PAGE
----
Objectives: (1) To examine criterion validity of the Pittsburgh Sleep Quality Index (PSQI) and Epworth Sleepiness Scale (ESS) using obstructive sleep apnea (OSA), periodic limb movement disorder (PLMD), rapid eye movement sleep behavior disorder (RBD), and narcolepsy as criterion standard. (2) To summarize the evidence for criterion validity of the ESS for the diagnosis of OSA by a meta-analysis that combines the current and previous studies. (3) To investigate the determinants of the PSQI and ESS scores.
Methods: The PSQI and ESS as well as the Hospital Anxiety and Depression Scale (HADS), which measures anxiety and depression levels, were administered to 367 patients consecutively referred to a sleep clinic. They underwent overnight polysomnography (PSG) and the multiple sleep latency test if narcolepsy was suspected.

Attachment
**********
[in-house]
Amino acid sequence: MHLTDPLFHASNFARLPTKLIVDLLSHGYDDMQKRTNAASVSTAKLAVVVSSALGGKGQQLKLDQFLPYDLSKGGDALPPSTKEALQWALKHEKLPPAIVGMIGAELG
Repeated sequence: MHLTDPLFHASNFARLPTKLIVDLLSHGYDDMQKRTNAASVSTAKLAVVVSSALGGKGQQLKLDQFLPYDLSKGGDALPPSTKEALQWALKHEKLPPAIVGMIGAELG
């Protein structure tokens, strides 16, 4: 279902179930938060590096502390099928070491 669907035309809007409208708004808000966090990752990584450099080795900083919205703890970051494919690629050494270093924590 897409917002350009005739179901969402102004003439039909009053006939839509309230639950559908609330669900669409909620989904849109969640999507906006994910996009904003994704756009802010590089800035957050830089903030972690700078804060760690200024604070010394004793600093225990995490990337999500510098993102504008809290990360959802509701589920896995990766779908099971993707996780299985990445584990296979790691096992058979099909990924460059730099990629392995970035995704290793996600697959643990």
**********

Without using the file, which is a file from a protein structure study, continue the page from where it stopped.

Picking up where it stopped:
Results: The area under the receiver operating characteristic curves for the ESS and PSQI (and its subscale) were <0.9, meaning that these questionnaires were not highly accurate for predicting the four sleep disorders. The meta-analysis found that the ESS had no value in identifying OSA. The variable that most strongly influenced PSQI or ESS scores was the HADS score.
Conclusion: The PSQI and ESS should no longer be used as a screening or diagnostic instrument for the four PSG-defined sleep disorders, especially in a low-risk population.
Keywords: Epworth Sleepiness Scale (ESS); Narcolepsy; Obstructive sleep apnea (OSA); Periodic limb movement disorder (PLMD); Pittsburgh Sleep Quality Index (PSQI); Rapid eye movement sleep behavior disorder (RBD).
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